Walter Szulc Jr. was kayaking for the first time when he was tailed by a great white shark but he says he started paddling like a pro when he spotted it. "To actually see it, to see the fin come out of the water behind me, it was a moment, almost like I was watching it happen to me," he tells the Boston Globe. "It all happened so quick, and I knew I had to react. I had a deep swallow, that 'oh, my God' moment,” he said. "Then I just paddled." The shark turned away just as Szulc reached the wave break where he had flipped over at least twice that day.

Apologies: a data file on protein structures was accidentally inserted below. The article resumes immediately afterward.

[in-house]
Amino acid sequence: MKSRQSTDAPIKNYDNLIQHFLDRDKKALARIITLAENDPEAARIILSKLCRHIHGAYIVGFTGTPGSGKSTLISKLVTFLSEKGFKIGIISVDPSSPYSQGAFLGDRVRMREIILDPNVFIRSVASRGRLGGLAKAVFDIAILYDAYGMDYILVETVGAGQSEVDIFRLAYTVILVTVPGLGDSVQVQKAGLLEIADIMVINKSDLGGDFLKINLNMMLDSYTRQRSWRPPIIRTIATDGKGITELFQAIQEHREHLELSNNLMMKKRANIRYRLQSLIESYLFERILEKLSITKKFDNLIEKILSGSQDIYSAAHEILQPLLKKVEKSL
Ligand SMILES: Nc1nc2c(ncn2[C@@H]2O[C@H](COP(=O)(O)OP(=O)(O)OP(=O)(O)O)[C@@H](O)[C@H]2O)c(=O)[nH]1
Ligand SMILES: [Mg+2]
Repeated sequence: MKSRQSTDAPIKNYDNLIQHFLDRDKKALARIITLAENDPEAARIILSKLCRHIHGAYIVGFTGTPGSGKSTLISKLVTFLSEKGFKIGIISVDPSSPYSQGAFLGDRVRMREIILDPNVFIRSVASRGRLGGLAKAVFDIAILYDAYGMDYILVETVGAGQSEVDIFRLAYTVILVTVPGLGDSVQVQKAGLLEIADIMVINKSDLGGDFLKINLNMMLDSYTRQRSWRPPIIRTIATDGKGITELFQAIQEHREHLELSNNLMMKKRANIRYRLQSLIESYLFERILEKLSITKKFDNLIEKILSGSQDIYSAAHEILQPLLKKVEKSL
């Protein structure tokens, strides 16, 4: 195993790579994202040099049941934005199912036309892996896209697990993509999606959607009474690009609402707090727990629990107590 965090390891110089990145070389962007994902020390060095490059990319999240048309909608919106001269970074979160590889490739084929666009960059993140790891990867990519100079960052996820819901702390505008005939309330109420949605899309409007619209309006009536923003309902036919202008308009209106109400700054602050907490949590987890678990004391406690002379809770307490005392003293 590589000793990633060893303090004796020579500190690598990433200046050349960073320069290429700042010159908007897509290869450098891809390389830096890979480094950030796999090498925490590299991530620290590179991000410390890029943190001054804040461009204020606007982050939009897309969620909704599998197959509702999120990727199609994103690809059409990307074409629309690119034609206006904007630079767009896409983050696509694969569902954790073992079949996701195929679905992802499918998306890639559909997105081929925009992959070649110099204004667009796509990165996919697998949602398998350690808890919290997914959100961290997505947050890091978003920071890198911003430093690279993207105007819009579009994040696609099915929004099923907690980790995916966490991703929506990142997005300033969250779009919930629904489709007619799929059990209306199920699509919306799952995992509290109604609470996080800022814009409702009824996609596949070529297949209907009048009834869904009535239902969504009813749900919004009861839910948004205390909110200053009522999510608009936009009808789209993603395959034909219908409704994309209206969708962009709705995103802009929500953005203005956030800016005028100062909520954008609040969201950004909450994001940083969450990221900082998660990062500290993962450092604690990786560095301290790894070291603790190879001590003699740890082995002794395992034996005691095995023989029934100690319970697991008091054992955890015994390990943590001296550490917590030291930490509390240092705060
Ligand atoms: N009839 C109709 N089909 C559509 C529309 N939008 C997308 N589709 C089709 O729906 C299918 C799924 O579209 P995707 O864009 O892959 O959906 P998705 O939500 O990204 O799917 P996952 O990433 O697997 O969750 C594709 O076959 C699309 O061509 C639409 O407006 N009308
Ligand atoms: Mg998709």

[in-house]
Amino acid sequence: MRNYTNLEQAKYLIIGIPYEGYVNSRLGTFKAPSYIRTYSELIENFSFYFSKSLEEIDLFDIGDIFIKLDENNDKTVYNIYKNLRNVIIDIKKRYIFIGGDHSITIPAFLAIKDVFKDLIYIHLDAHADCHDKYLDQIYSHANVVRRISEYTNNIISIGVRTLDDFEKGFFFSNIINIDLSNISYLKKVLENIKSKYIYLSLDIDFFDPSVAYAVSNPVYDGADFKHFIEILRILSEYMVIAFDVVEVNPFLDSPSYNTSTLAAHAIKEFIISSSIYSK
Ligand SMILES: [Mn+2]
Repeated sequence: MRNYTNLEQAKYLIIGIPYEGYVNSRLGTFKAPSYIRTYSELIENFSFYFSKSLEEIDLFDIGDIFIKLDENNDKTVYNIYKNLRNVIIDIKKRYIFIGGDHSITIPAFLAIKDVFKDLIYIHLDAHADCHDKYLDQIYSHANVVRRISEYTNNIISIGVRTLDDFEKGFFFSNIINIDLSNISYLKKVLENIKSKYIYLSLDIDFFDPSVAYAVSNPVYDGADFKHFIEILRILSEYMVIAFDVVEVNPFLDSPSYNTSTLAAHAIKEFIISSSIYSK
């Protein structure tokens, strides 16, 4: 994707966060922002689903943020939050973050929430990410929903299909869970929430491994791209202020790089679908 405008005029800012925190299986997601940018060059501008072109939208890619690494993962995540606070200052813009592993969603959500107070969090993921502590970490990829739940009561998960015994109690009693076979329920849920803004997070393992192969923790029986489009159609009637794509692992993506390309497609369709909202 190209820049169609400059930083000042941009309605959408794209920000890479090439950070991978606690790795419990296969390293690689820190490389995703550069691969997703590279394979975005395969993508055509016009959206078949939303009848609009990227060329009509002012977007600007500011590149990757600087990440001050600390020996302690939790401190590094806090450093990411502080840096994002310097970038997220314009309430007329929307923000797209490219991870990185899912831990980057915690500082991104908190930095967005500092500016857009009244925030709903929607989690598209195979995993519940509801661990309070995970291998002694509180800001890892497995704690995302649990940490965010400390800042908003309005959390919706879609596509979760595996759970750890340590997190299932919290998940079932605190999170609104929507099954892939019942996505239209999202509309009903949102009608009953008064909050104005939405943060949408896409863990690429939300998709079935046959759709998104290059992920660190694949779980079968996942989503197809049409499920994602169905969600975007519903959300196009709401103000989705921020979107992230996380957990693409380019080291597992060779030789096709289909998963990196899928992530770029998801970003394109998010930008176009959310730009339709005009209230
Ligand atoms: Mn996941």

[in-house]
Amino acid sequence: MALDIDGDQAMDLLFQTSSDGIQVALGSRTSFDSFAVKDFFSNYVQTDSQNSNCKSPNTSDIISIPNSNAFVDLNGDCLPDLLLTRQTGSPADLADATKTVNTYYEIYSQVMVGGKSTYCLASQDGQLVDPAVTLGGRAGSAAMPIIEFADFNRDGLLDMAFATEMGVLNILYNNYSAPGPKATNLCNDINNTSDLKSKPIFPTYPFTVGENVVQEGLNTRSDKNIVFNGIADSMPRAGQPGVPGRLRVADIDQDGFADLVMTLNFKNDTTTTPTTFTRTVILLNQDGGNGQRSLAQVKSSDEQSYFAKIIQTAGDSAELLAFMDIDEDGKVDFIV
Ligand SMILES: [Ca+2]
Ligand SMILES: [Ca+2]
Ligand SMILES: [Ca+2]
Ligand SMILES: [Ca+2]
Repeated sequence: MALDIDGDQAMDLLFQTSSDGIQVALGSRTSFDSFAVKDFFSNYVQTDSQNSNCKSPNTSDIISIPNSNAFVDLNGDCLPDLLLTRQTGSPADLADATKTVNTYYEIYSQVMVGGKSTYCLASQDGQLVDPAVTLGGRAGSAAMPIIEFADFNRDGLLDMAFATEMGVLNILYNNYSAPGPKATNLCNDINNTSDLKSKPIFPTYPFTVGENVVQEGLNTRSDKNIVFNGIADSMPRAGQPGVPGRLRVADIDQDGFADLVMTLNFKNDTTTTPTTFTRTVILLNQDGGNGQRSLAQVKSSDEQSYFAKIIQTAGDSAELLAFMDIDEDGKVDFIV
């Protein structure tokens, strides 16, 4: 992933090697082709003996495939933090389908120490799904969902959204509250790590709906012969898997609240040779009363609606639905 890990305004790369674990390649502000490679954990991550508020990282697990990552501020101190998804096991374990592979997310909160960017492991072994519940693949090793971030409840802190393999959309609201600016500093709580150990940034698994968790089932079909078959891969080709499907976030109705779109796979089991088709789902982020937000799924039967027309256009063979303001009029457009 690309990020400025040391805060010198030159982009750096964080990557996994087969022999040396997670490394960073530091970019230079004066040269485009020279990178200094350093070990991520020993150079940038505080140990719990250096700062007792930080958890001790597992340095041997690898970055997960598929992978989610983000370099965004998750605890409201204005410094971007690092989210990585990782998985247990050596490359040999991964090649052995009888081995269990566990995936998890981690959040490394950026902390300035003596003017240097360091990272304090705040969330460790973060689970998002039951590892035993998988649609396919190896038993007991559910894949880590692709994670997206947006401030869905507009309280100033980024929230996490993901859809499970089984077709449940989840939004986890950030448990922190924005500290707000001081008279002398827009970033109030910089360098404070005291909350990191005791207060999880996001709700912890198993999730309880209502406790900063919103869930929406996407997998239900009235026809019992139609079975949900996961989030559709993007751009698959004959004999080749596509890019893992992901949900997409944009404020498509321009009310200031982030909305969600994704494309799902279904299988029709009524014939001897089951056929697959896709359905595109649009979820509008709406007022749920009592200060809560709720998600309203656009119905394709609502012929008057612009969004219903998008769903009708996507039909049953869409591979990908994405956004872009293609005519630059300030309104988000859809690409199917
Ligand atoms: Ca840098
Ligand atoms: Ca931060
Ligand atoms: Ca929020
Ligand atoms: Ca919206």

"All I could sense is that I should paddle, that I should put my part in here. I just knew that I didn’t want to end up in the water," says Szulc, who was alerted to the 14-foot shark by a paddleboarder gesturing frantically at the water behind him. "Paddling-wise, I turned into a professional kayaker all of a sudden" he says. "I paddled like there was no tomorrow, like my life depended on it, and it’s quite possible that was the case." But humans are much more dangerous to sharks than vice versa, notes the Christian Science Monitor, with one expert putting the ratio at 14 million dead sharks for every human killed.